I strongly recommend that you do likewise!

Cryptocurrencies & NFTs are not only a waste of money (very likely to loose some or all of your "investment"), but a huge drain on the Earth's precious resources.

Like I keep saying on this topic: DONT GO THERE!

Bill Gates says crypto and NFTs are a sham

Don't count Bill Gates among the fans of cryptocurrencies and NFTs. Those digital asset trends are "100% based on greater fool theory," the Microsoft co-founder said Tuesday at a TechCrunch conference, referencing the notion that investors can make money on worthless or overvalued assets as long as people are willing to bid them higher.

Gates added that he's "not long or short" crypto. And he mocked Bored Apes NFTs, joking that "expensive digital images of monkeys" will "improve the world immensely." (Meanwhile in other news: Bored Apes creator sues conceptual artist for copying its NFTs - honestly, you couldn't make this stuff up!)

Instead, Gates said he prefers old fashioned investing. "I'm used to asset classes, like a farm where they have output, or like a company where they make products," he said.

His comments come as bitcoin and other cryptocurrencies are crashing. Bitcoin hit an all-time high of $69,000 in November 2021. Since then, the world's most valuable cryptocurrency has lost two-thirds of its value, tumbling below $23,000 on Tuesday. It has lost about 25% of its value since Friday.


13 June 2022

Reading for today: Creation declares the glory of the Lord!

the skies proclaim the work of his hands. 
Day after day they pour forth speech; 
night after night they reveal knowledge.

I say: look, see & & give praise to our God!

Read all of Psalm 19 at Bible Gateway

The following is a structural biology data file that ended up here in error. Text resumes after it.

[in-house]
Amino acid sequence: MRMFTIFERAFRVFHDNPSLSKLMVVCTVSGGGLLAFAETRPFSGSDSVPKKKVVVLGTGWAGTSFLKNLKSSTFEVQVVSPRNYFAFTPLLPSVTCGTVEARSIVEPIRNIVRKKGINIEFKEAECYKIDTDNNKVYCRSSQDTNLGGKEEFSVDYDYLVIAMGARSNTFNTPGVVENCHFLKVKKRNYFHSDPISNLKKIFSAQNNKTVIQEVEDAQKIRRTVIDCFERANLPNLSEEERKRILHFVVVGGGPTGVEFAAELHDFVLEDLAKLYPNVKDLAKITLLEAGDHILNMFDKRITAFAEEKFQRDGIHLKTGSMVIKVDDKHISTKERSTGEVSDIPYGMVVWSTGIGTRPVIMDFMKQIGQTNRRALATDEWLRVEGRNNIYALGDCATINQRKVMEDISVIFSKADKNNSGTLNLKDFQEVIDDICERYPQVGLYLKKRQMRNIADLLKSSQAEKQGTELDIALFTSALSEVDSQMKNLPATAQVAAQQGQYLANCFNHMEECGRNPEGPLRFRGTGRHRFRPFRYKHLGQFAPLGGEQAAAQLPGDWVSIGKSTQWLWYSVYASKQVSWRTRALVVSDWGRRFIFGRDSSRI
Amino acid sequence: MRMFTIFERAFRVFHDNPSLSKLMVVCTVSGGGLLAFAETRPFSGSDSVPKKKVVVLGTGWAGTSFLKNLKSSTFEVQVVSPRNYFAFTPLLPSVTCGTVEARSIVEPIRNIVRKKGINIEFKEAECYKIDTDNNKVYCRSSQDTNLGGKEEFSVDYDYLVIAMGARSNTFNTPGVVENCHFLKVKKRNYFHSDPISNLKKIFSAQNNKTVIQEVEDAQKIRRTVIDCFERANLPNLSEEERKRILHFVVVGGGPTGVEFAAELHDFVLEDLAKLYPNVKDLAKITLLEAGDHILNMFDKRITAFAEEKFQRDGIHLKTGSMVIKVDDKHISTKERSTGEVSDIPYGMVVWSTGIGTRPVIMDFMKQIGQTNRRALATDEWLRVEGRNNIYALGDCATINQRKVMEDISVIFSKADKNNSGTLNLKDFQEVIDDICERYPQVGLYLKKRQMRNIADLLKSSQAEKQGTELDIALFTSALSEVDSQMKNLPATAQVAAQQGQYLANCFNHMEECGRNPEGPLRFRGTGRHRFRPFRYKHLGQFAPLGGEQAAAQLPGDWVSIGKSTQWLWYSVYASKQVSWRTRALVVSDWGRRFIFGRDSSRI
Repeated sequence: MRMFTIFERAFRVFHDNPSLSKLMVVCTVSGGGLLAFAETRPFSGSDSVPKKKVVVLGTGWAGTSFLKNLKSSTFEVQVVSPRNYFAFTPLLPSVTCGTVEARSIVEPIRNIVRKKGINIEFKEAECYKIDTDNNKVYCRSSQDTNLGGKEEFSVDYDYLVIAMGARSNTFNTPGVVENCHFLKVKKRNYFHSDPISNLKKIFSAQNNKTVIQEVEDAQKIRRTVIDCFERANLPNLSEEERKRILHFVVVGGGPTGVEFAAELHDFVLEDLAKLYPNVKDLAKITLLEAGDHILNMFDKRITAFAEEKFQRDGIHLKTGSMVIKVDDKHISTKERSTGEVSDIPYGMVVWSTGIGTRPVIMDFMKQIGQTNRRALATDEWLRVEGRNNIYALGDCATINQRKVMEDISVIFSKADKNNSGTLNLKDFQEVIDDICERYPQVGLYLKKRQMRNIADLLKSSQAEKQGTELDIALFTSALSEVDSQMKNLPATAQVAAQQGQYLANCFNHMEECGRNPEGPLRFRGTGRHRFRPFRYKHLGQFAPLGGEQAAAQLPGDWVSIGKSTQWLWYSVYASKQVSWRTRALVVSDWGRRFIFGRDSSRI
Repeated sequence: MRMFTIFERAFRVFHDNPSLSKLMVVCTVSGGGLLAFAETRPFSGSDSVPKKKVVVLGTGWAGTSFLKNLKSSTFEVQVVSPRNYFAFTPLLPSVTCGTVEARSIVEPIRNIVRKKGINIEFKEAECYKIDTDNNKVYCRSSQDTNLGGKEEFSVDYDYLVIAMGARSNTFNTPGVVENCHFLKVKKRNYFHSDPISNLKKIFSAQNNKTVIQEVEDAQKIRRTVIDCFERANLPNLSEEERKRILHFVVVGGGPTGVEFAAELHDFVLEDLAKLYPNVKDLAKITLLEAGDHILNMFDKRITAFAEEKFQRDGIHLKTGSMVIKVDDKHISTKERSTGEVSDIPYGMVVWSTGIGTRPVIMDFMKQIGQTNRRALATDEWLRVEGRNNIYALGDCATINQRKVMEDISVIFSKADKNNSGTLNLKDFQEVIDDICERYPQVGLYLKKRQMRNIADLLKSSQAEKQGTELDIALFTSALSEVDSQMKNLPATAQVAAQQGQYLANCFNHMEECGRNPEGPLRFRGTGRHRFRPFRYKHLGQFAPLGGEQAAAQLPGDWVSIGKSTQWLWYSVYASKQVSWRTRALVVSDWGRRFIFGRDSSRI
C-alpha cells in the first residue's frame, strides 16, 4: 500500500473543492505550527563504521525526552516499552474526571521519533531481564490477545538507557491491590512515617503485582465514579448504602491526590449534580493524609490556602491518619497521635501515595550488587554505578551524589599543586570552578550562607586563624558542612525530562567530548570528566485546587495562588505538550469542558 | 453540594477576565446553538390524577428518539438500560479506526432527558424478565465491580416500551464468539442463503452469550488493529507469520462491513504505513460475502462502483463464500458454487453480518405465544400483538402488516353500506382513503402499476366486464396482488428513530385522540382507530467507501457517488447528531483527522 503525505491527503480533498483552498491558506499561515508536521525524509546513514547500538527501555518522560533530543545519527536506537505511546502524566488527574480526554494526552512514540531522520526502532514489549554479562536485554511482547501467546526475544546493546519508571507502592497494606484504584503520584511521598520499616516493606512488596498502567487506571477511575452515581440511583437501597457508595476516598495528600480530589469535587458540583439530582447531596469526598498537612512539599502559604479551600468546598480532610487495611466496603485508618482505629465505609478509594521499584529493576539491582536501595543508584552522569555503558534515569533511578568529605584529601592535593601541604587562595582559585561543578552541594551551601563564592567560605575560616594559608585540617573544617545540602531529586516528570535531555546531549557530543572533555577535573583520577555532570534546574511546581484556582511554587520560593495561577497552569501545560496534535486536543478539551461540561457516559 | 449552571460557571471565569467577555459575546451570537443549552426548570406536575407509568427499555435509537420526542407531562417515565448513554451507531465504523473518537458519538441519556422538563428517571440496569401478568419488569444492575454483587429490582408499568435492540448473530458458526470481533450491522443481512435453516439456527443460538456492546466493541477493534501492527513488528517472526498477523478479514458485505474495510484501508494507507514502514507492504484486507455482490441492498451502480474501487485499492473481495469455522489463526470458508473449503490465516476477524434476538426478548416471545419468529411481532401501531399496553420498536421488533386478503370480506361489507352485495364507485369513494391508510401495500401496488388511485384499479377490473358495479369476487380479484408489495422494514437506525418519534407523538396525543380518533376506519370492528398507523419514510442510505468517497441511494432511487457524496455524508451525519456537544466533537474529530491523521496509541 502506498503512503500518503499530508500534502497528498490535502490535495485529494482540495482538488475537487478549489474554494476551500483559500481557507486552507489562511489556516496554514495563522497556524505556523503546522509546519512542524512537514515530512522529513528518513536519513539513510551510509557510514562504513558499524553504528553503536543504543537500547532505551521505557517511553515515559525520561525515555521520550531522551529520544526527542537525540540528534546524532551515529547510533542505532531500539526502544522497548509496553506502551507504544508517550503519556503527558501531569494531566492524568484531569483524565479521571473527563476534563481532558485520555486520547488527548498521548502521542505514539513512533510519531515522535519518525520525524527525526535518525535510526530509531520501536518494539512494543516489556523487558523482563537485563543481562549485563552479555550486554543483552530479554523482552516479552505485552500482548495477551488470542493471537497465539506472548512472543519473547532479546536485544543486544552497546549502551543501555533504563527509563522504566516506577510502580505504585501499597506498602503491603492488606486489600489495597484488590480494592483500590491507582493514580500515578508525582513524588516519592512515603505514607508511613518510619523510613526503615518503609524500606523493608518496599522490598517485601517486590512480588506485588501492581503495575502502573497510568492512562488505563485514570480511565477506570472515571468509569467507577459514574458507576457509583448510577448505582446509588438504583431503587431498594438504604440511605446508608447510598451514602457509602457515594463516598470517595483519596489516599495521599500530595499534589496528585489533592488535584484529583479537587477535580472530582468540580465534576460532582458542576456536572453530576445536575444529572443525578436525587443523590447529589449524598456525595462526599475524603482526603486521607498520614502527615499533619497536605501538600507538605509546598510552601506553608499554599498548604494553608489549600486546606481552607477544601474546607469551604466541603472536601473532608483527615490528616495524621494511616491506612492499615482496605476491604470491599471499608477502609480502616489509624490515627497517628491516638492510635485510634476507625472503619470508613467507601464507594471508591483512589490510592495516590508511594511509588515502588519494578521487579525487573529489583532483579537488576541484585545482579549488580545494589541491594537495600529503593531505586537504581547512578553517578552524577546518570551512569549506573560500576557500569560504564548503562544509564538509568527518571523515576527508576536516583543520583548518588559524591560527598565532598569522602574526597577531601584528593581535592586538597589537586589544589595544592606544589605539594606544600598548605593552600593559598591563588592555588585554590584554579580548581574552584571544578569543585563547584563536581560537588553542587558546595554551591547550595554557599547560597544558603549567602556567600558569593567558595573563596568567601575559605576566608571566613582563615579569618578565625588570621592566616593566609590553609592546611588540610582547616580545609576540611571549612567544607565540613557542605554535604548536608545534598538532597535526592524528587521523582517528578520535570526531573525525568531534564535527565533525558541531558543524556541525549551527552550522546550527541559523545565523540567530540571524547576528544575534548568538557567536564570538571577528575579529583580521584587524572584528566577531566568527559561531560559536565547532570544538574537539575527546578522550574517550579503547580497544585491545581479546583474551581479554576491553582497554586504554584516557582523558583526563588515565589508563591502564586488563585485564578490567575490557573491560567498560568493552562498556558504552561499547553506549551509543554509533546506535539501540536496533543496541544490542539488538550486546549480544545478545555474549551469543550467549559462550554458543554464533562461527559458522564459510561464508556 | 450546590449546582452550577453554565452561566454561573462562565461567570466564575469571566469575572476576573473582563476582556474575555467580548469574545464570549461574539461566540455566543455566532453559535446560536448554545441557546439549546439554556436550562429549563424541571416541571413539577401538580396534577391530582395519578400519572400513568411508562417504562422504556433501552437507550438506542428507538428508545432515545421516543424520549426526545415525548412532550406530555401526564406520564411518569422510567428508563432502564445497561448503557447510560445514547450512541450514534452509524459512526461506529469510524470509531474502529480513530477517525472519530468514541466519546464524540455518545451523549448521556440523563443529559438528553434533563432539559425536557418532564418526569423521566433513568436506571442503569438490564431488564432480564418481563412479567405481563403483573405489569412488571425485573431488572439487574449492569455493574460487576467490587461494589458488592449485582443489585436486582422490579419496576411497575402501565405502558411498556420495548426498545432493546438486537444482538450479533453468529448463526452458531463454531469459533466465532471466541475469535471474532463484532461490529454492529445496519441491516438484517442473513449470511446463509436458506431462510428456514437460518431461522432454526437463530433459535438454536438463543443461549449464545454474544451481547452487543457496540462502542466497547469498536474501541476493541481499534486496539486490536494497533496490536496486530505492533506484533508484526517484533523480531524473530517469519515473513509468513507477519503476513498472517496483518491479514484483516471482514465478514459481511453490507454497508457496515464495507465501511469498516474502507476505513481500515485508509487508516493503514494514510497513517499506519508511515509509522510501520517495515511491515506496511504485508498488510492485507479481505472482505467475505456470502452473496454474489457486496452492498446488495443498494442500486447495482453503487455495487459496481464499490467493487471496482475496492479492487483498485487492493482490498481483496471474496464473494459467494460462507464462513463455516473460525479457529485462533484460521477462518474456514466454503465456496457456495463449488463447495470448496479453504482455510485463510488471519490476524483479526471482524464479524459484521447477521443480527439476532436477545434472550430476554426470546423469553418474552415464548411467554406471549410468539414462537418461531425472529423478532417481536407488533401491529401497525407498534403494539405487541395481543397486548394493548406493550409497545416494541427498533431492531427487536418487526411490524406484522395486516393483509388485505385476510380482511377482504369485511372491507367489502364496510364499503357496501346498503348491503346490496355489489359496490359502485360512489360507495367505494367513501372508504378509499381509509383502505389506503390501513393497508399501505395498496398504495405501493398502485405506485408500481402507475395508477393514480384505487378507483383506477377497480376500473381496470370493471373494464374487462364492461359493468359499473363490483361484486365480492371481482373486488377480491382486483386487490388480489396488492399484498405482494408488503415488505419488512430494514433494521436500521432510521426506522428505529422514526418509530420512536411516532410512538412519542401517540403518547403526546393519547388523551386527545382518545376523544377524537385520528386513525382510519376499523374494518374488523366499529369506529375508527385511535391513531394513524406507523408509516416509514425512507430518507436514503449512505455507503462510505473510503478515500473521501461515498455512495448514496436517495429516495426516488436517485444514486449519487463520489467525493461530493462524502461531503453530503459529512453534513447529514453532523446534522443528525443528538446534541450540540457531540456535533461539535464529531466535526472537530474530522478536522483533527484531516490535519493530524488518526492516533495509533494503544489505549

08 June 2022

Non-Geographic Phone Numbers - careful it's the "Wild West" out there!

Non-geographic calls are those made to 03, 05, 070/076, 080, 0845, 0870, 083/4, 0871, 09, 116 and 118 numbers. People use these numbers to call businesses and Government agencies, to get information, make payments for services and vote on TV shows.

How does Ofcom regulate them at the moment? Ofcom decides how these numbers can be used. For most numbers, there is a limit on how much BT can charge for calls. Other providers are not restricted as to how much they can charge, but in many cases the landline providers set their call charges around BT's prices. From mobiles, charges are typically much higher.

In 2009, consumers paid around £1.9 billion for calls to these numbers. They accounted for around 12% of the total call traffic volume, and generated 10% of the total revenue.

The current system does not work for consumers. Consumers face problems when making calls to these numbers including:

Confusion about the price: People are confused about what these numbers mean and how much calls cost. As a result, they lack confidence and trust in these services. Consequently, consumers make fewer calls and sometimes go to great lengths to contact organisations in other ways, possibly at higher cost or inconvenience. The lack of scrutiny by consumers means that phone companies can set prices with less concern about the impact on consumers.

Impact on low-income households: The cost of calling these numbers is generally significantly more from mobiles. The impact of the higher cost on mobiles is particularly pronounced for people on lower incomes who are more likely to live in mobile-only households, and use their mobile to call essential services on these numbers; such as some benefit offices, councils, utility services and doctor surgeries.

Call charges are not clearly advertised: Under the current system, those providing services via a non-geographic number can not easily advertise the price of calls to their service (since the price varies between phone companies). This leaves consumers unsure, and prevents competition between providers from working as well as it might.